I believe it should be clear now that these efforts at voter suppression are the very opposite of what “The United States of America” is supposedly about, and in fact could have tragic, violent consequences. The U.S. political conversation has always been controlled by the debate between paternalism, represented by Plato, versus participation as advocated by Locke. In practice, paternalistic language has often been a cover for tyrannical agendas. I would say that the paternalism/participation debate is more fundamental than the so-called “conservative” versus “liberal” polarization that gets so much press. The question of whether the people should have a voice in running things, or should be controlled by leaders who claim moral or intellectual superiority, is the first question that must be settled; after deciding how to decide, a society can then address the conservative/liberal debate. That is what the Founding Fathers believed, and that commitment to participation is an essential part of American politics. It is the air we have breathed since the Revolution itself. It is as much a part of our political DNA as the oxygen we breath is part of our blood. And the logic of participation, as bequeathed to us by John Locke, is perfectly clear: a government that does not allow you to vote is not your government. Any person or institution that seeks to deny you the right to vote, or to render that right impotent —because you are likely to vote for the “wrong” party, because you are black or poor or female or non-Christian or your parents immigrated here more recently than theirs, or for any other reason not obviously related to your incapacity as an individual person—- is your enemy, is at war against you, and you have a natural right to resist such an attack with violence if necessary. Democracy is the alternative to civil war; to try to thwart, suppress, or subvert it is to attack the peacekeeping and problem-solving ability of the society, and to leave civil war the only choice for those shut out of full participation. Currently in the U.S. the largest, best-organized, best-funded and most dedicated group working to suppress democracy is the Republican Party. Repeated investigations have found that so-called “voter I.D.” laws are aimed solely at denying legal American citizens the right to vote.[6] Repeated legal rulings and investigations have shown that these laws are not addressing any real problem but are solely intended to stop the “wrong” people from voting. Even Republicans, when faced with their President’s claim of widespread voter fraud, publicly admitted that there is no evidence that widespread fraud exists.[7] Attacks on the very concept of factual reality, reliance on “alternative truths” and other such gaslighting of the public are another way to undermine functioning democracy. And while the language of paternalism is used, the actual practice has been what both paternalists and participationists would define as tyranny: authoritarianism, cliquishness, government by power and intimidation rather than by expertise and wisdom, dishonesty, and profit-making by the ruling family and its hangers-on.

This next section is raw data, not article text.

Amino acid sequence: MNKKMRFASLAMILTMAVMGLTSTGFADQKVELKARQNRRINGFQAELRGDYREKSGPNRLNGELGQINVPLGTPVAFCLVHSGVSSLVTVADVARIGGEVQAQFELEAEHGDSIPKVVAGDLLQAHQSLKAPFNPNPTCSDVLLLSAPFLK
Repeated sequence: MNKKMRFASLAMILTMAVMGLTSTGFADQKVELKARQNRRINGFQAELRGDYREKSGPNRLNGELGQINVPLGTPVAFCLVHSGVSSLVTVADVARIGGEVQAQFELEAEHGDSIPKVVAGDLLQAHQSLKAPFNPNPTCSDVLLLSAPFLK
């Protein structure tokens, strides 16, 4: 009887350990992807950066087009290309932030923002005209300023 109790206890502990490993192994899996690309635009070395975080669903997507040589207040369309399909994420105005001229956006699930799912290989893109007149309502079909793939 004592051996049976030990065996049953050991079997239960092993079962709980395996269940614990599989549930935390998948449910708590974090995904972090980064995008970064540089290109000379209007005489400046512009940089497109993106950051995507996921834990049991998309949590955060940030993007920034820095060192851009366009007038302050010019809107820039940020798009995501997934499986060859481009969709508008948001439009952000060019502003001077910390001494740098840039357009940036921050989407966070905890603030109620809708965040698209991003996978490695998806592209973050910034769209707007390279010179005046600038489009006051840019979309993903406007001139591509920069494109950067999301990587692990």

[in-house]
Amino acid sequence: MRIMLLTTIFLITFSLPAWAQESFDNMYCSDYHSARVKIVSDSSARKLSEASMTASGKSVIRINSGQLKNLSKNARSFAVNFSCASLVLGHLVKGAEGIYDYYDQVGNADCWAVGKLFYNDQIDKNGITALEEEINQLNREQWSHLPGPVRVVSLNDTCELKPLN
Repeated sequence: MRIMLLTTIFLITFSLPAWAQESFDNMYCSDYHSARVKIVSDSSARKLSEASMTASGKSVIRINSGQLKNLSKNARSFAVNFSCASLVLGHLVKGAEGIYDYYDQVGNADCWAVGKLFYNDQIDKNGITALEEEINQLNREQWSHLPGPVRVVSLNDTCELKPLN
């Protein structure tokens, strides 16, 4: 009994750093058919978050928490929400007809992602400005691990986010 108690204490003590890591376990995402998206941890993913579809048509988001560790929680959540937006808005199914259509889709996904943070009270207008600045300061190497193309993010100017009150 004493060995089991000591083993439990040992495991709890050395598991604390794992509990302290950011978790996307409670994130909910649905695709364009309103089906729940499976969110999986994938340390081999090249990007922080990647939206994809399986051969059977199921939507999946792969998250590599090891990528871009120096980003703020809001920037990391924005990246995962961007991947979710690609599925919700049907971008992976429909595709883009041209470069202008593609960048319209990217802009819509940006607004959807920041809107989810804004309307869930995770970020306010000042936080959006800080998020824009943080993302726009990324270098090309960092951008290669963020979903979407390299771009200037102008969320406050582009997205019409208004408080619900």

There are some who would ask, “Who cares about what some musty old philosophy book says?” Philosophy matters, especially to non-philosophers. There is a dialogue between philosophy and the wider culture. Thinkers look at the world, distil the essence of trends and notions around them, make unconscious assumptions visible and conscious, and occasionally invent novel solutions to problems and conflicts. The ideas they present are in turn taken up by law schools and courts, by seminaries and divinity schools, and by writers and other artists, and become part of the legislative processes and the popular culture. So it matters, deeply, what John Locke has to say about government by the people. These ideas are the original programming of our nation, and they will continue to run when activated, as long as America is America.

There is government that encourages the people to speak and works to give them voice, or there is tyranny, war of the government against the people. The people may tolerate a state of cold war or siege war for a long time, as long as things run smoothly; but when things turn sour, as they inevitably will, the final resolution is revolution. The only escape from future political violence is present action to strengthen democracy, even (especially!) at the risk of political and social change brought on by empowering everyone, regardless of race, religion, sexual orientation or whatever. As Thomas Jefferson said, “We hold these truths to be self-evident, that all men are created equal, that they are endowed by their Creator with certain unalienable Rights, that among these are Life, Liberty and the pursuit of Happiness.” The government that seeks to deny millions of its citizens these rights that Americans have been taught to regard as “inalienable” will itself alienate those citizens, and risks the same response King George received.